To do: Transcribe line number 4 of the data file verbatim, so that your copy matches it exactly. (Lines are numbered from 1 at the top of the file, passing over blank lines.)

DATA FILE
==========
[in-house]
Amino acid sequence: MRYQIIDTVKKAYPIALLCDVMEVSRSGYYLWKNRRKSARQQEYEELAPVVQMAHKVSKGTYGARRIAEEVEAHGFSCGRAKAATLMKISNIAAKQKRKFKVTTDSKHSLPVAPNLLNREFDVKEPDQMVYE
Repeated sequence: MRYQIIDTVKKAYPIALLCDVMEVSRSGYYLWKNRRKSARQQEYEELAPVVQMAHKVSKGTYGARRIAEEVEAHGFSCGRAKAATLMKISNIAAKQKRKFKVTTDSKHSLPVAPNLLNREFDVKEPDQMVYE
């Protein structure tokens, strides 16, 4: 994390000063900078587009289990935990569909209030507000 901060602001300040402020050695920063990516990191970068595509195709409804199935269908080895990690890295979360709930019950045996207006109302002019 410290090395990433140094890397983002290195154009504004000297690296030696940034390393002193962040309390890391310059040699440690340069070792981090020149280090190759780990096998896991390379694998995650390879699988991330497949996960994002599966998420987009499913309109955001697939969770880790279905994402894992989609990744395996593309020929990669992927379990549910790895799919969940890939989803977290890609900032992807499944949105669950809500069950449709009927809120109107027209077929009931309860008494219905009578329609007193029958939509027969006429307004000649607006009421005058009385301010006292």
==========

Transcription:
């Protein structure tokens, strides 16, 4: 994390000063900078587009289990935990569909209030507000 901060602001300040402020050695920063990516990191970068595509195709409804199935269908080895990690890295979360709930019950045996207006109302002019 410290090395990433140094890397983002290195154009504004000297690296030696940034390393002193962040309390890391310059040699440690340069070792981090020149280090190759780990096998896991390379694998995650390879699988991330497949996960994002599966998420987009499913309109955001697939969770880790279905994402894992989609990744395996593309020929990669992927379990549910790895799919969940890939989803977290890609900032992807499944949105669950809500069950449709009927809120109107027209077929009931309860008494219905009578329609007193029958939509027969006429307004000649607006009421005058009385301010006292």